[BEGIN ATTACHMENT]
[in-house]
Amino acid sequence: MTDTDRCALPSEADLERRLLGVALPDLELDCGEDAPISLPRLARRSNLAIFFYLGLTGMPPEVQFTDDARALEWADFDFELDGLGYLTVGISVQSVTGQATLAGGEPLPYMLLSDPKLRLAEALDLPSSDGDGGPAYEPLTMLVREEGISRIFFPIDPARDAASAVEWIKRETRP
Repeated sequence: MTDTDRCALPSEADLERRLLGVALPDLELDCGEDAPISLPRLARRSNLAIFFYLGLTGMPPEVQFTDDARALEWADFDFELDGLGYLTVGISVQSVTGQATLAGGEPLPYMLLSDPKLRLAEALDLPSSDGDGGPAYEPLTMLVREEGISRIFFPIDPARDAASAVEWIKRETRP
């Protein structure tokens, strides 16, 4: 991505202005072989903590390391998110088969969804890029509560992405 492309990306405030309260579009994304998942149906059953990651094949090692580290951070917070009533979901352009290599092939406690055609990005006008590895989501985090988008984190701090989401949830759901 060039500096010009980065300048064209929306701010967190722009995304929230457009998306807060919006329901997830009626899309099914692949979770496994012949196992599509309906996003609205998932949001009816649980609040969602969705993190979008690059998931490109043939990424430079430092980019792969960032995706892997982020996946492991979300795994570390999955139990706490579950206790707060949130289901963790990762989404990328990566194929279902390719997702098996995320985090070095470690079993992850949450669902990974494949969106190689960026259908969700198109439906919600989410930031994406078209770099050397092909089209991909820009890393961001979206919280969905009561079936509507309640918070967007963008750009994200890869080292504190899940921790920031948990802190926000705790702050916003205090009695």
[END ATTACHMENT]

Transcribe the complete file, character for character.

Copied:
[in-house]
Amino acid sequence: MTDTDRCALPSEADLERRLLGVALPDLELDCGEDAPISLPRLARRSNLAIFFYLGLTGMPPEVQFTDDARALEWADFDFELDGLGYLTVGISVQSVTGQATLAGGEPLPYMLLSDPKLRLAEALDLPSSDGDGGPAYEPLTMLVREEGISRIFFPIDPARDAASAVEWIKRETRP
Repeated sequence: MTDTDRCALPSEADLERRLLGVALPDLELDCGEDAPISLPRLARRSNLAIFFYLGLTGMPPEVQFTDDARALEWADFDFELDGLGYLTVGISVQSVTGQATLAGGEPLPYMLLSDPKLRLAEALDLPSSDGDGGPAYEPLTMLVREEGISRIFFPIDPARDAASAVEWIKRETRP
């Protein structure tokens, strides 16, 4: 991505202005072989903590390391998110088969969804890029509560992405 492309990306405030309260579009994304998942149906059953990651094949090692580290951070917070009533979901352009290599092939406690055609990005006008590895989501985090988008984190701090989401949830759901 060039500096010009980065300048064209929306701010967190722009995304929230457009998306807060919006329901997830009626899309099914692949979770496994012949196992599509309906996003609205998932949001009816649980609040969602969705993190979008690059998931490109043939990424430079430092980019792969960032995706892997982020996946492991979300795994570390999955139990706490579950206790707060949130289901963790990762989404990328990566194929279902390719997702098996995320985090070095470690079993992850949450669902990974494949969106190689960026259908969700198109439906919600989410930031994406078209770099050397092909089209991909820009890393961001979206919280969905009561079936509507309640918070967007963008750009994200890869080292504190899940921790920031948990802190926000705790702050916003205090009695």